Mounting Tubular Bike Tires

30 years ago, if you were a serious cyclist or racer, you knew all about mounting tubular tires on your bike. As high quality, relatively lightweight clinchers appeared, convenience won out over ride quality and tubular tires and rims became the bastion of very serious riders and racers. Some pro cycling teams even started using clinchers in races like the Tour de France.

Tubulars have begun to enjoy a resurgence in popularity these days and a lot of everyday riders and triathletes are starting to use them. Weight saved on wheels is far more important than weight saved anywhere else on a bike and tubular wheels are generally lighter. Tubular rims have less metal because they don’t have to hang onto the tire, and tubular tires can be made from whisper thin silk and the lightest ones weigh only about as much as 56 M&M’s.

Tubulars are glued onto a rim, unlike clinchers which have a bead that is gripped by a lip around the rim. An improperly mounted tubular can roll off the rim during cornering so it’s important for new users to know how to mount their tires properly.

First of all, get a set of tubular rims. Tubular tires cannot be mounted on clinchers but I’m sure that someone has tried to do it. Next, mount an unglued tire on the rim. Tubulars can fit extremely tight and it’s better to find this out before you put glue on the tire. If the tire is a tight fit, you can stretch it to make it easier to get onto the rim. It’s incredibly frustrating to be stuck on the side of the road, fighting to get a too tight tubular onto the rim. If you’re not sure how to do it, I posted a short video demonstrating how to do it on YouTube.

Once you’re sure that the tire fits properly on the rim, you can glue it on. If you have a wheel truing stand it makes the next part much easier and cleaner. Put the wheel on the stand and then put a pea size dab of tubular glue between each spoke. Now spread the glue around the circumference of the wheel. Some people wear a rubber glove and use their finger to do this. I like to use the little brushes that plumbers use to spread solder flux around joints. They have a shiny metal handle and black synthetic bristles, and a big bag of them can be bought at the hardware store for a few dollars.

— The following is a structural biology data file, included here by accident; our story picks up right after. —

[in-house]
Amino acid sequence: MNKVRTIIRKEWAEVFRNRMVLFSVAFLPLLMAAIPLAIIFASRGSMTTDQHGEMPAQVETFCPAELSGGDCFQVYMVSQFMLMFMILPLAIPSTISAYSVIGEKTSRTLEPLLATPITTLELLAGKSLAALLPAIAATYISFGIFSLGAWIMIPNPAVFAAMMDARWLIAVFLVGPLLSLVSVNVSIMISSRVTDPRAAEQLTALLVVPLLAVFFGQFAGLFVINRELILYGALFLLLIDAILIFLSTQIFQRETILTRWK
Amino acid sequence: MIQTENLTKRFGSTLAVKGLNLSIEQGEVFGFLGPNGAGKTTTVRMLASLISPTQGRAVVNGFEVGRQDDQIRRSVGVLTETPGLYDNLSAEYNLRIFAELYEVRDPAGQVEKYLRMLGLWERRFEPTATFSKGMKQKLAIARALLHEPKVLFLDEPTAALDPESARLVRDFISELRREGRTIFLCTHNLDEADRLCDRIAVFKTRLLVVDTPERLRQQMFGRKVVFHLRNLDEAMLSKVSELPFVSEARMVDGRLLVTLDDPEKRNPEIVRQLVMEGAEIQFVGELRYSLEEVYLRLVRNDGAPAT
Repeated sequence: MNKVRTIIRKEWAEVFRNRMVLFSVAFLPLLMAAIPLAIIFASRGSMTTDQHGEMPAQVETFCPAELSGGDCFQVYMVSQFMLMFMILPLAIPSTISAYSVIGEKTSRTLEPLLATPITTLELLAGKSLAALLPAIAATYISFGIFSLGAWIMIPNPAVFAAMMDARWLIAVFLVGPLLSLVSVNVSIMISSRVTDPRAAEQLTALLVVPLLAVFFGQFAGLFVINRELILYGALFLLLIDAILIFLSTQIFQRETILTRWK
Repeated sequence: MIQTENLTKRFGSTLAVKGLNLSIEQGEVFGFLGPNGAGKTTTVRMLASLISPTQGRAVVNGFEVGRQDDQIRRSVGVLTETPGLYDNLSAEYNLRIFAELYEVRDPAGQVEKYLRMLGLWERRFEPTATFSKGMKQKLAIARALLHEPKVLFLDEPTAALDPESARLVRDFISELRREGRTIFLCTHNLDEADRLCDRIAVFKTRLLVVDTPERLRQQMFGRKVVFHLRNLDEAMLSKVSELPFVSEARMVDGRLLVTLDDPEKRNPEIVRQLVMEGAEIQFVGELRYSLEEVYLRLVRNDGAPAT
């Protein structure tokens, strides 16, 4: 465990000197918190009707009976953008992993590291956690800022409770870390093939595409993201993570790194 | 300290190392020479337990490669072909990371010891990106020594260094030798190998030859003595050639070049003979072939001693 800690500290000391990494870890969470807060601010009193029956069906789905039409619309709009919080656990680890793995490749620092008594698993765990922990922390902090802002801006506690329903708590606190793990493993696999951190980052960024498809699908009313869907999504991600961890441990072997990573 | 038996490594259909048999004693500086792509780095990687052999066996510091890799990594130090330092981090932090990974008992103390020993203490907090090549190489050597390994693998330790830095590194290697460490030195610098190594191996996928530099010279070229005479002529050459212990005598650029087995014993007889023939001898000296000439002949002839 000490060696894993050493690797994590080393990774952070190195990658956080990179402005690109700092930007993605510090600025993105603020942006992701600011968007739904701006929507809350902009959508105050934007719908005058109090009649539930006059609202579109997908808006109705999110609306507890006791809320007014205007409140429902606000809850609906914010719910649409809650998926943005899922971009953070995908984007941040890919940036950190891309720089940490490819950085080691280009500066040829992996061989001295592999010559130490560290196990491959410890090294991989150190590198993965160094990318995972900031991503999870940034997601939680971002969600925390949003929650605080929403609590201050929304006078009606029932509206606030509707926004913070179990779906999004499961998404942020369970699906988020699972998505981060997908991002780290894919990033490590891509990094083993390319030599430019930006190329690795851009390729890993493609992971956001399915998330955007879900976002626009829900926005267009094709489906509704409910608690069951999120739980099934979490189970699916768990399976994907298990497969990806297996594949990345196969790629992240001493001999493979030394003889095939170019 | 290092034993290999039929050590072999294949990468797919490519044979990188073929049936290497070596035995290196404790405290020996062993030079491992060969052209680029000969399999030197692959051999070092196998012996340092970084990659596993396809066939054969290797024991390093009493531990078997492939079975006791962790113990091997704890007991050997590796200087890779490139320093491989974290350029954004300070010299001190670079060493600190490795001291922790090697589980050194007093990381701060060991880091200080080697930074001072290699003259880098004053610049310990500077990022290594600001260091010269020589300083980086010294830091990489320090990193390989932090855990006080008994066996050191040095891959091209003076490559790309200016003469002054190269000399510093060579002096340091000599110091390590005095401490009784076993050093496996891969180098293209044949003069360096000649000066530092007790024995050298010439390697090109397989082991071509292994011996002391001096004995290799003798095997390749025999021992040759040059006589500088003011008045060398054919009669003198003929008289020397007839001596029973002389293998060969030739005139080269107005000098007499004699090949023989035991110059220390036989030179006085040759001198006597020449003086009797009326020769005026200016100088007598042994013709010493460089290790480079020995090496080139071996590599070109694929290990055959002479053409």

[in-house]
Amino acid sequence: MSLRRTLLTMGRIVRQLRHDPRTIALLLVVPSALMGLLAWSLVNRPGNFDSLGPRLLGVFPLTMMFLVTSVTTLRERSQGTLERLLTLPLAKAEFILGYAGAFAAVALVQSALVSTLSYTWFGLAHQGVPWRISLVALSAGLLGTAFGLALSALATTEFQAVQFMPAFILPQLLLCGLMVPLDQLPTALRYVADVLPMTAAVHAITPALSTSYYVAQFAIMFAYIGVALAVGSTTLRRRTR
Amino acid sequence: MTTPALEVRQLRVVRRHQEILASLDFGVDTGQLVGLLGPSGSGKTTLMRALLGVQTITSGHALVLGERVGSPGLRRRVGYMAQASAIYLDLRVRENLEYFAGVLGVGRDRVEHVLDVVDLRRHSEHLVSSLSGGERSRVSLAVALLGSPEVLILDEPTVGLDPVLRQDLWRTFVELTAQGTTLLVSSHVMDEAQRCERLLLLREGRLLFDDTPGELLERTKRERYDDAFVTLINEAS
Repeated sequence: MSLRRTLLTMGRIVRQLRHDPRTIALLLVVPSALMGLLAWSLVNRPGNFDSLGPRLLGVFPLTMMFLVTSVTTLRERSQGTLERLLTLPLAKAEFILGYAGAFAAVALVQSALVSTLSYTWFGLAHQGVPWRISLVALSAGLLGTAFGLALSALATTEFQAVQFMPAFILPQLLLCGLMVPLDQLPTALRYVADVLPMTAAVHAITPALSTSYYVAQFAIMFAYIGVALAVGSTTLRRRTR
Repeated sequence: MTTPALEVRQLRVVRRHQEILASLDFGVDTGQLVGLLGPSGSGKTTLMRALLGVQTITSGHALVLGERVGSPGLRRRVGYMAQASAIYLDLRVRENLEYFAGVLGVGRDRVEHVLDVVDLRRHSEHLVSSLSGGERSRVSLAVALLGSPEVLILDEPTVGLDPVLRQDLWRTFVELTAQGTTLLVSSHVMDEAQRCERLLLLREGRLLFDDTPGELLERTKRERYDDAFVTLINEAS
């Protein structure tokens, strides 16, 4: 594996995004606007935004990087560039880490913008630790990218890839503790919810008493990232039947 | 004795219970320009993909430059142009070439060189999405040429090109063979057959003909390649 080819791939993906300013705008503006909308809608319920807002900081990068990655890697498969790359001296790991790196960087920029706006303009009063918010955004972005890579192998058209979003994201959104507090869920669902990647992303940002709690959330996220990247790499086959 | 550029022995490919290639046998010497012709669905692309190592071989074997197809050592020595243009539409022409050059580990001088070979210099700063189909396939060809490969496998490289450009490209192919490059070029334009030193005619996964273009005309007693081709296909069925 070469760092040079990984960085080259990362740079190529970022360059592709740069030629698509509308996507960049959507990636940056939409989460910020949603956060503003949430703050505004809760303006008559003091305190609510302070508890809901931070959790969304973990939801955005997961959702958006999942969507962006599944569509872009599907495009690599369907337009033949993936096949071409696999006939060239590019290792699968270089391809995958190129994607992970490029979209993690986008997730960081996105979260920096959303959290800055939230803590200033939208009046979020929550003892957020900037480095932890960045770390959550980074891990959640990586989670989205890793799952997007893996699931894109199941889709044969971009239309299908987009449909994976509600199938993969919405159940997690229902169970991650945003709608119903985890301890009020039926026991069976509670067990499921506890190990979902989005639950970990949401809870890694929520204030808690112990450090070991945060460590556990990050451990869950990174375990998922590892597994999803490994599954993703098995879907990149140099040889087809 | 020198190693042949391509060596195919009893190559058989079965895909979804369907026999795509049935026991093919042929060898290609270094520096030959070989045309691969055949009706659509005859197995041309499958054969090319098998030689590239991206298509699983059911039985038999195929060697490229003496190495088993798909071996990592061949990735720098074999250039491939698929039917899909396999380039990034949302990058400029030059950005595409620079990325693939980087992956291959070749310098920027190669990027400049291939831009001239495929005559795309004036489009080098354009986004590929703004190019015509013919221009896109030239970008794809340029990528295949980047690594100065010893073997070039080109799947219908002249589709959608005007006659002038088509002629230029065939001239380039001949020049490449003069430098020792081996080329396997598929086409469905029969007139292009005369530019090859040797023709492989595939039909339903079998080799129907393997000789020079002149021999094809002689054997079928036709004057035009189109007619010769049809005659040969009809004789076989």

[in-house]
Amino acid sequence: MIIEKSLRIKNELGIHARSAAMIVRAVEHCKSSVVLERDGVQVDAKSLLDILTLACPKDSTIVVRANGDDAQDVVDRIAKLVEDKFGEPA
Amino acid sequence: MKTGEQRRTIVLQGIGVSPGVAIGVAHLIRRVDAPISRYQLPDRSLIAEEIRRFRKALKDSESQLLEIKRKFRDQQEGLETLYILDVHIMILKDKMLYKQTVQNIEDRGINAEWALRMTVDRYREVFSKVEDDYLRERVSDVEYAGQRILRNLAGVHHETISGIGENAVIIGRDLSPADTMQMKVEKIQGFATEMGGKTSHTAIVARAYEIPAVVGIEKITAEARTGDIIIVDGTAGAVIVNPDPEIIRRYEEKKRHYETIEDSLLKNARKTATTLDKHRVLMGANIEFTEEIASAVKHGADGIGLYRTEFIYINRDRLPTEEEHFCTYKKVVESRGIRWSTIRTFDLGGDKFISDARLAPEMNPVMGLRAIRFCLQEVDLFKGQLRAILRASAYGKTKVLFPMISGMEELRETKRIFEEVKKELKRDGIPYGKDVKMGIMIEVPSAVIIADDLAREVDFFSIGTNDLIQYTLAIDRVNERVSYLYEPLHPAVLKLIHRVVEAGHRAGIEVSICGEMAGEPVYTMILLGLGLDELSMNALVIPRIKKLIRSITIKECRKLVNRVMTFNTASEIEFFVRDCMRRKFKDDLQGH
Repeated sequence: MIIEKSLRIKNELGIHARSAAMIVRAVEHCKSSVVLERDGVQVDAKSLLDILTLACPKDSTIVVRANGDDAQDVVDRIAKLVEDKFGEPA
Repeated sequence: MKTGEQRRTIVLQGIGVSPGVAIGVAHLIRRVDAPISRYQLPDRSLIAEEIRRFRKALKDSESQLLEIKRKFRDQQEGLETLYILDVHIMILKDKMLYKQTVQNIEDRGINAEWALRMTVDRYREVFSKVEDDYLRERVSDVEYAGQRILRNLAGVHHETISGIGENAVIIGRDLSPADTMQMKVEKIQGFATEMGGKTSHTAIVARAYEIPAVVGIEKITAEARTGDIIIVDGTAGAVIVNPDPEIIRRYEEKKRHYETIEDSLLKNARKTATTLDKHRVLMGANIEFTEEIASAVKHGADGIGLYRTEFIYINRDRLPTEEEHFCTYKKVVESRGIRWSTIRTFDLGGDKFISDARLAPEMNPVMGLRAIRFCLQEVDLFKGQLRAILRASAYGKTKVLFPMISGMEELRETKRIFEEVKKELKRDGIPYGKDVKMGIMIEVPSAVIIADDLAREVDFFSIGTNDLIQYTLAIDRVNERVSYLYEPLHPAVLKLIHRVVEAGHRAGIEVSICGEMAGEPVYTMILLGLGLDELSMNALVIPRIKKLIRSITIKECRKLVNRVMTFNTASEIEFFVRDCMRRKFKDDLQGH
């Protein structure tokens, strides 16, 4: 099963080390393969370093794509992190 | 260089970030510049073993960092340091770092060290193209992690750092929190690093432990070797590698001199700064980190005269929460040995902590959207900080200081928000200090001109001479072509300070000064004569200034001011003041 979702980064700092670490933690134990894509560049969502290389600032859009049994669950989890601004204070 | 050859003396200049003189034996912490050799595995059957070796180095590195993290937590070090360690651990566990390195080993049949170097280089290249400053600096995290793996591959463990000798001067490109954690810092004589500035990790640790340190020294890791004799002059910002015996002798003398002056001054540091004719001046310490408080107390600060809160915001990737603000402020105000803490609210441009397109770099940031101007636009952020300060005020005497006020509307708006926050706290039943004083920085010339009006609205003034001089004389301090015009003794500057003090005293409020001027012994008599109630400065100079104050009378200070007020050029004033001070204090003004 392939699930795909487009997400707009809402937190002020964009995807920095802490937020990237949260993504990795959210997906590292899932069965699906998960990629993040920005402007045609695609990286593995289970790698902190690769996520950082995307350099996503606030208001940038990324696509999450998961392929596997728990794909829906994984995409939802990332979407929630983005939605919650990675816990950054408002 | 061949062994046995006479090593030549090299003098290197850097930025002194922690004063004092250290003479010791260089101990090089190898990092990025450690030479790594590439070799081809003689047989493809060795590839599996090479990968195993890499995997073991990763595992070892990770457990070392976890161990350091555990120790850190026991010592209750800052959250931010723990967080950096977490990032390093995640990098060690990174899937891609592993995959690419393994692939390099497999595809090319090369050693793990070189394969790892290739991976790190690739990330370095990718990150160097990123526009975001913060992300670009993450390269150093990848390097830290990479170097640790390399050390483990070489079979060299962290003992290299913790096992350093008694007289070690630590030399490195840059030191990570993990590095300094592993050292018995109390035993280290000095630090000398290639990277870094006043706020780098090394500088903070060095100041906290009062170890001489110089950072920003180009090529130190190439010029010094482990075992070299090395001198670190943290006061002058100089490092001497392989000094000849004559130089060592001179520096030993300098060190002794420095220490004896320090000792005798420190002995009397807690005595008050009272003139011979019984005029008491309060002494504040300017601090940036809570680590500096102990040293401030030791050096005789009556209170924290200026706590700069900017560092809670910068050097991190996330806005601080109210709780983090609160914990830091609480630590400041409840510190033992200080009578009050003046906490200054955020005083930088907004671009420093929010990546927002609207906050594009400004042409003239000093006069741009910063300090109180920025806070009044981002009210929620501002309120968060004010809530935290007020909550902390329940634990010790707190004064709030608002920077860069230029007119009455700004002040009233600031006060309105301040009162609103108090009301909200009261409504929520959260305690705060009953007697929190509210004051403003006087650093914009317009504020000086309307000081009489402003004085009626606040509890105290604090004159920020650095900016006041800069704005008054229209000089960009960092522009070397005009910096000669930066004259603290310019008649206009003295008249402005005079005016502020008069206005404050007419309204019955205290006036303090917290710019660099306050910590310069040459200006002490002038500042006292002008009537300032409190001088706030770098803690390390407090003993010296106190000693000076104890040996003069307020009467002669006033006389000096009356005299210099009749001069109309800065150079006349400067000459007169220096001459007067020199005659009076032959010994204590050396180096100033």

Once you’ve finished spreading the glue around the rim, run a bead around the inside of the tire and spread it out with the brush. Try not to get it all over the sidewalls because it looks messy. Insert the valve stem through the valve hole, and then roll the tire onto the rim, ensuring that it’s centered. Use the edges of the rim strip as a reference to ensure that the tire is straight. If it isn’t, you can rock the tire back and forth to break the bond and reposition it. When you’re satisfied that the tire is set properly, pump it up and set it aside overnight to let the glue dry.

If you have a spare tire that’s never been glued or that was previously glued but the glue has dried out, now is a good time to put a thin layer of glue on it too. Hang the spare tire up overnight to let the glue dry before rolling it up and tucking it under your seat or wherever you carry it. It will stay tacky enough that if you have to mount it on the rim, the bond will be strong enough that you can get home safely and then glue it on properly. Just don’t do anything too crazy until you’ve done that.

If you’re obsessed with weight or if you’re a cycling purist who likes tradition and arcane knowledge that sets you apart from other cyclists, get yourself a set of tubular rims and enjoy the ride that only a good set of tubulars can provide.